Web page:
TRSK: [EKM3swKliss,sw, EKlissOTKSTR2, EKM1suvKlsw,acq] -» EKlswacqKSTR2

35 Step S4 Replace EKlisss<vKSTR2 with EKl5w,qKSTR2 in Mresp.

Step S5 Send positive or negative Mresp to the acquirer as appropriate.

40 At the Acquirer:

Step N3 Extract enciphered transaction session key EKlswacqKSTR2 from Mresp. Using a

Translate Session Key (TRSK) operation together with enciphered key parameters EKM3acqKlsw,acq and EKM1acqKMT obtained from the acquirer's CKDS, reencipher KSTR2 from encipherment under Klsw,acq to encipherment under KMT (for the 45 terminal with terminal identifier TID), to produce EkmtKSTR2 as follows:

TRSK: [EKM3acqKlsw, acq, EKl5<v.acqKSTR2, (EKM1acqKMT) -» EkmtKSTR2

Step N4 Replace Ek,sw acqKSTR2 with EkmtKSTR2 in Mresp.

50 Step N5 Send positive or negative Mresp to the terminal as appropriate.

At the EFT terminal

Step T7 Check to determine whether the message has been received within a predetermined time period by using a time-out procedure. If the time is not exceeded then proceed 55 to Step T8, else continue at Step T22.

Step T8 Decipher the enciphered PAN, i.e., EKSPAN, by a Decipher Data (DCPH) operation the previously stored enciphered session key EkmtKS and EKSPAN received in Mresp as follows:

DCPH: [EkmtKS, EKSPAN] -> PAN 60 Store EKSPAN in a temporary buffer and replace EKSPAN with the deciphered PAN in

Mresp.

If TAP2 is in enciphered form, i.e., EKSTAP2, then decipher EKSTAP2 by a Decipher Data (DCPH) operation using the previously stored EKMrKS and EKS(TAP2) received in Mresp as follows:

65 DCP: [EKMTKS, EksTAP2] TAP2

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Step T9 Store EkmtKSTR2 in an appropriate buffer.

Step T10 If Mresp is non-negative then go to step T11; otherwise, if negative go to Step T14.

Step T11 Compute MACIiss, term of reference on the TTR portion of the received Mresp by an Encipher Data (ECPH) operation (described by Fig. 7) using received enciphered 5 key parameter EkmtKSTR2 (obtained from Mresp at Step T9) as follows: 5

ECPH: [EkmtKSTR2, TTR] -> MAC1iss,term where the last or part of the last block of resulting ciphertext is defined as 10 MACIiss,term of reference. If MAC1iss,term of reference equals received MACIiss, 10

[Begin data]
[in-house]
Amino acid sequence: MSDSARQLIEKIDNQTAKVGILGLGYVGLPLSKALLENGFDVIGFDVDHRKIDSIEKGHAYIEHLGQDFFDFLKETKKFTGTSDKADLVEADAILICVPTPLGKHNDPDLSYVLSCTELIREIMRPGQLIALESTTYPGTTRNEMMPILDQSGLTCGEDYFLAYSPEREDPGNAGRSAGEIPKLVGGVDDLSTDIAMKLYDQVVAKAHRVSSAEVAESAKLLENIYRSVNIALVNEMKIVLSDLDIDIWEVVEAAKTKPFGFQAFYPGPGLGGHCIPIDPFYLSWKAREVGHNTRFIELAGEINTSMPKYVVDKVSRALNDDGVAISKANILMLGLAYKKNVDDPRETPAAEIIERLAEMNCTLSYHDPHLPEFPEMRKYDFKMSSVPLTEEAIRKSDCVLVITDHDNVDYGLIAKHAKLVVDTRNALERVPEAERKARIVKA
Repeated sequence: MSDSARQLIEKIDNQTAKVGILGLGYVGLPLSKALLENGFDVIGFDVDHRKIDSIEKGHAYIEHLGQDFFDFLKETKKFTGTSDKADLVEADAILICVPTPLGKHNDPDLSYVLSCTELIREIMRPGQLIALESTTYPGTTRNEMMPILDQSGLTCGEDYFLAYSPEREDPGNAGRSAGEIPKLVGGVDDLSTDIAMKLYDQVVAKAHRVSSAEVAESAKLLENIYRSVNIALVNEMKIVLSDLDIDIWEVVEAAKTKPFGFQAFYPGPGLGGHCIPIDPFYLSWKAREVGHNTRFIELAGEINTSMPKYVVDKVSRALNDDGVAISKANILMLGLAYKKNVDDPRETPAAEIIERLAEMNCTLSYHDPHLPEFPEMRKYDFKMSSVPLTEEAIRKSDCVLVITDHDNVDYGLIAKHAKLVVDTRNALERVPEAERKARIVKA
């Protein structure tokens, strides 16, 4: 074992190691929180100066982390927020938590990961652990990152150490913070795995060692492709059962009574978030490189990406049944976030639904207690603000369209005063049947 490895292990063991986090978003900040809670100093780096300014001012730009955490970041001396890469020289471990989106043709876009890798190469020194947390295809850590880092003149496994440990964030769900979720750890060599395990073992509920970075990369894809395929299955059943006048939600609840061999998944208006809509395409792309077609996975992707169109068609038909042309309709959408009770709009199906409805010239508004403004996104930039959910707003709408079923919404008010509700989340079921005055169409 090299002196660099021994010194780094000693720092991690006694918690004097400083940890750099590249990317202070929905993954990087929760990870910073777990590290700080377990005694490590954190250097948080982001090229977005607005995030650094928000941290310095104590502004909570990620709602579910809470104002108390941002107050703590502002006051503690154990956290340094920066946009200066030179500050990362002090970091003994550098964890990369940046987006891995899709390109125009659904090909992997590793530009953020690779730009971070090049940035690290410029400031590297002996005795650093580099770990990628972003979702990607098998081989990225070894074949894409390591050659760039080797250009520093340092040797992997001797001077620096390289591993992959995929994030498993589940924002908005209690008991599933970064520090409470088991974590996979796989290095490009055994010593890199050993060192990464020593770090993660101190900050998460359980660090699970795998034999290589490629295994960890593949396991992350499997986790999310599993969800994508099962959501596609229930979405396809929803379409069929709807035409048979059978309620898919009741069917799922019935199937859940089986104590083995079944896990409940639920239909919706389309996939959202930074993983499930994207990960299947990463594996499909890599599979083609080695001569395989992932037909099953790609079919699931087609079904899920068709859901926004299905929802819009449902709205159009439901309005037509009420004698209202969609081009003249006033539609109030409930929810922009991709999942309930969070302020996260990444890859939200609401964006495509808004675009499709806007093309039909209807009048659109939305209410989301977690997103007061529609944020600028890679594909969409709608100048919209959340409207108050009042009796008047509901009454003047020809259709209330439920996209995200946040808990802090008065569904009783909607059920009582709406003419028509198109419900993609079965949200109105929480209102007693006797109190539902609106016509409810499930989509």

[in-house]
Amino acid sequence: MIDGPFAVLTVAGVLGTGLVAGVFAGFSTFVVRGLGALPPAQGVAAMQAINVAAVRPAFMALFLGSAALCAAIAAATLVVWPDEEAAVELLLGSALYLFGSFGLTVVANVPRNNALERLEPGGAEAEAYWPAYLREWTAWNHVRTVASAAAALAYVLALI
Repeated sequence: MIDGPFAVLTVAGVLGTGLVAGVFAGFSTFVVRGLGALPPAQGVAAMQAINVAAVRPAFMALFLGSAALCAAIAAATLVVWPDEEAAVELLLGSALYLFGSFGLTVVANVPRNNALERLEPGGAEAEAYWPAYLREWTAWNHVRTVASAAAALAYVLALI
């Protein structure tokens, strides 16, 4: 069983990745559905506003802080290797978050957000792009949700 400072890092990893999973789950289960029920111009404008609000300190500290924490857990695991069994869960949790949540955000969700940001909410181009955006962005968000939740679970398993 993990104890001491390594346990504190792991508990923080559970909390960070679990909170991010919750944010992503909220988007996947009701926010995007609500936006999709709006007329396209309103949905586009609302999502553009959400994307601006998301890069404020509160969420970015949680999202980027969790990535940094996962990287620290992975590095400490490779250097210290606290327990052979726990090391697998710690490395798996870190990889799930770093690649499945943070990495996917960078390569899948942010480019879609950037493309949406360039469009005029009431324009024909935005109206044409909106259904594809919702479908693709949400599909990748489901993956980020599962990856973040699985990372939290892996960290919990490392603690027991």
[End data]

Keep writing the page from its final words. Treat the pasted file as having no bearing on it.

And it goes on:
term, then accept received message and go to Step T1 2; otherwise, go to Step T14.

Step T12 If received Tterm,card equals stored Tterm, cared (Step T1), then continue at Step

T1 3; otherwise go to Step T14.

Step T1 3 Send the CTR and MAC1 iss,card portions of Mresp to the personal portable 15 microprocessor (p.p.m.). Go to Step C7. 15

Step T14 For a negative response message, compute MAC1iss,term of reference on the TTRD portion of the received negative Mresp by an Encipher Data (ECPH) operation (described by Fig. 7) using received enciphered key parameter EkmtKSTR2 (obtained from Mresp in Step T9) as follows: 20 20

ECPH: [EkmtKSTR2, TTRD] —» MACIiss,term where the last or part of the last block of resulting ciphertext is defined as MACIiss,term of reference. If MAC1iss,term of reference equals received MACIiss, 25 term then continue at Step T15, else go to Step 16. 25

Step 15 If received Tterm,card equals stored Tterm,card (Step T1) then abort the transaction and continue at Step T22. (Since a definite negative replay has been received from the issuer, no retry is allowed). Otherwise, go to Step 16.

Step 16 The timeliness check and/or MAC check failed.

30 Since there is a doubt on the negative or non-negative response the system rules 30

may allow one or more retry. That is a return to Step C1. After a limited number of unsuccessful retries, abort transaction and continue at Step T22.

At the p.p.m:

35 Step C7 Receive the CTR and MAC1iss,card portions of Mresp and store Tiss. 35

Step C8 Compute MAC1iss,card of reference on the CTR portion of the received Mresp using stored key parameter KSTR1 (Step C4) as the enciphering key. Generation of a message authentication code is illustrated in Fig. 7.

Step C9 If MAC1iss,card of reference equals received MAC1iss,card then accept Mresp and 40 continue at Step C10; otherwise continue at Step C17. 40

Step C10 If received Tterm,card equals stored Tterm,card (Step C4) then accept Mresp and continue at Step H1; otherwise, continue at Step C17.